The LEDs come on a strip of flexible PCB as shown and 8 strips of 40 LEDs have been used to create the rectangular display. They are normally bought in lengths of 4 or 5m but be warned that they are manufactured in smaller strips. Why is this important? The 4 or 5m lengths consist of several strips joined together, unfortunately some distance is lost when joining the strips and so where the join occurs the LEDs are closer together. This matters when creating a display as the LEDs will not line up. They need un-joining and re-joining with some wire to ensure that the distances between the LEDs are maintained.
For this display the strips were stuck down onto a piece of 3mm acrylic 85mm x 670mm using 6mm double sided tape. The connections were made to the left hand side of the display with the LED strip arrows pointing to the right. Using double sided tape works very well but more though is needed on mounting the acrylic to a frame as at the moment it is a bit Heath Robinson.
Step 2: Framework
The frame is constructed of 20mm angle aluminium mitre cut and soldered using HTS-2000 which can be done with a standard gas blow torch, no specialist equipment needed.
The layout can be seen looking at the back of the display. The equipment has simply been stuck to the acrylic using double sided tape and nearly all of the wiring is DuPont type leads just plugged into pins. The black strips that can be seen is the double sided tape (the type used for sticking on number plates to cars) sticking the LED strips to the acrylic.
Because of the long signal wires to the LED strips and because the signals are at 400kHz a ferrite ring has been used to keep the interference down. I am not sure if this is really necessary but it is there anyway.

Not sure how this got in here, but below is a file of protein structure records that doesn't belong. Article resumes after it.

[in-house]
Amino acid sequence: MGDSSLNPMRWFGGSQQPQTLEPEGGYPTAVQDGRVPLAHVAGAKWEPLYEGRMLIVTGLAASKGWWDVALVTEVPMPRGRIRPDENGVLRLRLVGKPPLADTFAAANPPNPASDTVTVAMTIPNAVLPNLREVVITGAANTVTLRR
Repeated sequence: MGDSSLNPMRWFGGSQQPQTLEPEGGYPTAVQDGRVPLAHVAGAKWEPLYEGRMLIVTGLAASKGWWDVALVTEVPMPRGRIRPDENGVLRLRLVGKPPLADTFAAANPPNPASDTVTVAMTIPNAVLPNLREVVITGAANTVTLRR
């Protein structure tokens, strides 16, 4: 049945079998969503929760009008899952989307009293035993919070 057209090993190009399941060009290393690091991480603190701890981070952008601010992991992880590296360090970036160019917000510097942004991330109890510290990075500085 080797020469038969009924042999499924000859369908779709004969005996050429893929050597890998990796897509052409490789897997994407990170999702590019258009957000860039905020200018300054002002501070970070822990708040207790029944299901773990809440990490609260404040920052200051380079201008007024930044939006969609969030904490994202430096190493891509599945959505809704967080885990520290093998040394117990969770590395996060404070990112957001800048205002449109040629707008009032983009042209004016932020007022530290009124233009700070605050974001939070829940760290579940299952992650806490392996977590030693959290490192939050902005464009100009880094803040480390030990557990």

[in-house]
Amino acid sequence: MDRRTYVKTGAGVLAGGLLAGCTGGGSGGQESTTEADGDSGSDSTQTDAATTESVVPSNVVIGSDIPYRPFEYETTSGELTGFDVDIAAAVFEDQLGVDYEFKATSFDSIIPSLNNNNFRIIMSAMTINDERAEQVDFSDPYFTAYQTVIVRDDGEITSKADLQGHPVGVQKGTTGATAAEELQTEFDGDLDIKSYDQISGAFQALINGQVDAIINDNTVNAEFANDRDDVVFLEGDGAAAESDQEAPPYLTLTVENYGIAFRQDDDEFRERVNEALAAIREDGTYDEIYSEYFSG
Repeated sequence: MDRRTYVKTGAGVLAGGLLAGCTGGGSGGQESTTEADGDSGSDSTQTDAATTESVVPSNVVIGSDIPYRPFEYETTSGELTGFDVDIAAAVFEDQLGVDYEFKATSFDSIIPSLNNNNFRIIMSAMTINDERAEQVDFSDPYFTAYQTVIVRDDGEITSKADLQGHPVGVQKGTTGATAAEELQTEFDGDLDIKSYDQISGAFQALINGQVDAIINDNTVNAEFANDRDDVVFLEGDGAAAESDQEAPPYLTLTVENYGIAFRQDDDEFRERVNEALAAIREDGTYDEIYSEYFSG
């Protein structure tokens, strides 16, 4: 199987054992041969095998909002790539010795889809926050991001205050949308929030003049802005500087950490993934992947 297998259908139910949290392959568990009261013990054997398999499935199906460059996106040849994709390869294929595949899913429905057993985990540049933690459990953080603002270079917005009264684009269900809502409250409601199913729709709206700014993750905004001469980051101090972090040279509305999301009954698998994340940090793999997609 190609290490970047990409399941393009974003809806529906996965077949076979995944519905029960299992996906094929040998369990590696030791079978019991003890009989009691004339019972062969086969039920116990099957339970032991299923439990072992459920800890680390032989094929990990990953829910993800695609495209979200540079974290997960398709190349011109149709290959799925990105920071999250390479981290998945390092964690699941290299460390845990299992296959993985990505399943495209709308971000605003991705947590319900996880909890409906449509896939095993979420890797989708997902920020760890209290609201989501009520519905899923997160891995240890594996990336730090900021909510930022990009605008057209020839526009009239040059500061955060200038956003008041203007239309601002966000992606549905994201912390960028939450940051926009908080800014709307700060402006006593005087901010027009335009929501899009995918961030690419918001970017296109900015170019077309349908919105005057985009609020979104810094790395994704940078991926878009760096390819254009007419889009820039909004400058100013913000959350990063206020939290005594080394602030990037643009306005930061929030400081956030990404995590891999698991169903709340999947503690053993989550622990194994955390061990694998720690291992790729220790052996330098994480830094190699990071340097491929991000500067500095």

BlutackThe LED strips you may have noticed are white which is not really a good background colour for a display, black is better. Before the front acrylic was put in place a tiny amount of blutack was put over each of the 320 LED windows and then a matt black spray paint was used before removing the blutack.
It takes a long time but considerably enhances the display. The final touch was to use an ink jet printer to print on some overhead transparency a grey colour. The actual colour used was 80,80,80 (RGB). This produced a grey / black film that was cut and placed over the LEDs. They are very bright and so this does not effect the LEDs but does mask the background quite well.
As an alternative tracing paper could be used or get the front acrylic cover sand blasted to make it ‘frosted’
Step 3: Software
At the start of the text is the display showing “Colour” and 3 squares with each letter of the word a different colour. The final program to do this is here:
The function ‘putc’ will place a character on the display as follows:
putc(character,position,foreground colour,background colour)
This shows just two of the functions, there are others such as drawing boxes, lines and text scrolling from the left.
The software is built up in layers which makes it easier to understand and develop. The following is a description of each layer and how it works.
LED DriverThere is a full description of driving these addressable LEDs at http://www.bypic.co.uk/projects/colour-addressable-leds/ however a recap will not go amiss.
The WS2811 controller needs just one wire, the signal is sent from LED to LED at a specific pace (frequency) and so the timing is important. The devices used in this display are 400kHz which according to the data sheet is half speed, full speed is 800kHz
The 1’s and 0’s are sent as above where the transition from H to L occurs before half way for 0 and after half way for 1. The actual timing for the frame or cell is 2500nS for 400kHz. For the BV500 running at 40MHz this is 24 CPU cycles so it is arranged that 1 is 16/8 cycles (high/low) and 0 is 8/16 cycles (high/low).
This is done by delaying the timing loop with nop or dummy instructions. I have seen the SPI interface used for this purpose but can’t understand why?
The next step up is to supply the LED with three bytes that will describe the colour, the order is green, red and blue, the higher the number the brighter that particular colour. For convenience the three bytes are placed into a 32bit integer and there are as many integers as there are LEDs so for a strip of 40 LED’s there will be 40 32bit integers. A ByPic array is conveniently used to store these and a two dimensional array is used because there are 8 strips, one dimension for each strip.